• Fibroids
  • Ovarian cysts
  • Menstrual cramps
  • Miscarriage

The following are the conditions that lead to upper abdominal pain:

  • Gallstones
  • Hepatitis
  • Heart attack

Sharp pain in the lower abdomen is possibly due to the below conditions:

  • Cancer
  • Crohn’s disease
  • Ovarian cysts
  • Kidney infection

Pain in the upper abdomen is possibly caused by the following conditions:

  • Injury
  • Heart attack
  • Enlarged spleen
  • Fecal implantation; i.e. hardening of the stool due to which there is difficulty in its elimination

Sharp pain in the lower right abdomen near the hip bone can be due to the following conditions:

  • Appendicitis (may also cause dull pain in the lower right abdomen that comes and goes)
  • Hernia
  • Kidney infection

Sharp pain on the upper right side of the stomach is possibly from the following conditions:

  • Pneumonia
  • Appendicitis
  • Injury

Treatment

The treatment for abdominal pain depends on its underlying cause. Since abdominal pain can be caused by a wide range of conditions, it is essential to identify the specific cause before determining the most appropriate treatment. Here are some general guidelines for treating abdominal pain:

  1. Seek Medical Evaluation: If you experience severe, persistent, or worsening abdominal pain, it’s crucial to seek medical attention immediately. A healthcare professional will diagnose the cause and recommend appropriate treatment.
  2. Pain Management: Over-the-counter pain relievers like acetaminophen or ibuprofen may provide temporary relief for mild abdominal pain. However, it’s essential to consult a doctor before taking any medication, as some pain relievers may worsen certain conditions.
  3. Rest and Hydration: In some cases, rest and increasing fluid intake can help alleviate mild abdominal discomfort, especially if it’s due to a minor digestive issue.
  4. Dietary Changes: If the pain is related to digestive issues, avoiding certain trigger foods, adopting a balanced diet, and eating smaller, more frequent meals may be beneficial.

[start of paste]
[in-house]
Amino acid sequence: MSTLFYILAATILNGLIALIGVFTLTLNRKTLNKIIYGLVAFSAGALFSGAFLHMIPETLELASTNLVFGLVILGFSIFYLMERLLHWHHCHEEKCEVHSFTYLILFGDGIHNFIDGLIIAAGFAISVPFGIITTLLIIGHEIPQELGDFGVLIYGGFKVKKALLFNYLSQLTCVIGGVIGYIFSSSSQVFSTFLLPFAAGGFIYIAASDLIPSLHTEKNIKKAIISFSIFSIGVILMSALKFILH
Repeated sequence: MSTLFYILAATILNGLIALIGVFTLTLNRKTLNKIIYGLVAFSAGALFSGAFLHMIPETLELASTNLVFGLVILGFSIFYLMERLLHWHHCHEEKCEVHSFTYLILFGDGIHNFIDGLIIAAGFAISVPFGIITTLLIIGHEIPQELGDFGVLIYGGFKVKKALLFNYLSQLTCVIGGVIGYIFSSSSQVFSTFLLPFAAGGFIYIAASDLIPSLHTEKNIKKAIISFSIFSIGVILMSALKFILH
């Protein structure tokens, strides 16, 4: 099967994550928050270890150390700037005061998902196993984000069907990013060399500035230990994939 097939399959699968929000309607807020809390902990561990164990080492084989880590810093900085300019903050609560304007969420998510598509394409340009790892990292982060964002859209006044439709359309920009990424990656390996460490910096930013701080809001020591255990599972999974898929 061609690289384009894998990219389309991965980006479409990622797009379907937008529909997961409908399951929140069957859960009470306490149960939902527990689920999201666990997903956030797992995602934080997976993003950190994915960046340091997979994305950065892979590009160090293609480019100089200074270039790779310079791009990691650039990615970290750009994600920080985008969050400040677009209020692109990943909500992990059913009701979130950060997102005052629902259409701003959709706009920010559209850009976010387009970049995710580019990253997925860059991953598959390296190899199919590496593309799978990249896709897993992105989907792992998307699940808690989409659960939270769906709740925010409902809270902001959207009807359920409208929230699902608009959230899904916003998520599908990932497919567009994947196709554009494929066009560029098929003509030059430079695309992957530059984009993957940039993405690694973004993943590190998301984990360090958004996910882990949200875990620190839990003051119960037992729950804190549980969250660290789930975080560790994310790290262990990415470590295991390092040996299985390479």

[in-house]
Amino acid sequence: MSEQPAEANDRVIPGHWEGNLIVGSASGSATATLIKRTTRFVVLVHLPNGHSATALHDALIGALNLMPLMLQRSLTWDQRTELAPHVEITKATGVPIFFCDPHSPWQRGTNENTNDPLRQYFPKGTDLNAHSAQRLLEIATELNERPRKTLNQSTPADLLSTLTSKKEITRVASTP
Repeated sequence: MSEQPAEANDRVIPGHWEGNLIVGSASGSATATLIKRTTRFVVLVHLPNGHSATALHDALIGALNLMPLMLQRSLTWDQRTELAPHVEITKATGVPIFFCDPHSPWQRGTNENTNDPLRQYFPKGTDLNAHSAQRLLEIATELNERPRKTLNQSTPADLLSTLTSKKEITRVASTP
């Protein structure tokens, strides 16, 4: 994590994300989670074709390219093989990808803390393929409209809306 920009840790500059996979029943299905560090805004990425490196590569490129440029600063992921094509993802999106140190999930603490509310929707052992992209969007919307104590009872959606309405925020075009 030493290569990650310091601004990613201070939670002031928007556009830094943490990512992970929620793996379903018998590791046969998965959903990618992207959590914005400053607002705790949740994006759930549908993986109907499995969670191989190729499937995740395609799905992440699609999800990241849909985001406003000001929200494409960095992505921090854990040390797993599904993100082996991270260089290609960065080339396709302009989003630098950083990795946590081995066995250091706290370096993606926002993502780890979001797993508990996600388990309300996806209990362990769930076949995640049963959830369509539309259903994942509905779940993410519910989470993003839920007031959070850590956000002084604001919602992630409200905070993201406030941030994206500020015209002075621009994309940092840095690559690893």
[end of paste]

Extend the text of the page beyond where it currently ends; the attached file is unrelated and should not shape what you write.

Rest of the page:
5. Antibiotics: If abdominal pain is caused by a bacterial infection, antibiotics may be prescribed to treat the underlying infection.
  6. Surgical Intervention: In more severe cases, such as appendicitis or certain gastrointestinal conditions, surgical intervention may be necessary to remove the inflamed or damaged tissues.
  7. Lifestyle Modifications: For chronic conditions like irritable bowel syndrome (IBS), making lifestyle changes like stress management, regular exercise, and adequate sleep can be helpful in managing abdominal pain.

When To See a Doctor

If you have mild stomach pain, it may resolve on its own without the need for medical attention. The doctor may be required to see you if you are experiencing stomach pain in specific circumstances. You should seek medical care if your stomach pain is severe and is linked with trauma (such as an accident or injury), or if you are experiencing chest pressure or discomfort.

Seek immediate medical attention if your pain is so severe that you are unable to sit still or must curl into a ball in order to be comfortable. If you are experiencing any of the following symptoms, get medical attention immediately:

  • Feces that are reddish-brown in color
  • Bout of nausea or vomiting
  • Swelling or severe stomach discomfort
  • Difficulty breathing

If you observe any of the symptoms listed below, you should see your doctor:

  • Stomach discomfort that lasts for more than 24 hours
  • Constipation that lasts longer than 24 hours
  • A burning feeling when urinating

You should contact your primary care physician right away if you are pregnant or breastfeeding and are suffering from abdominal pain.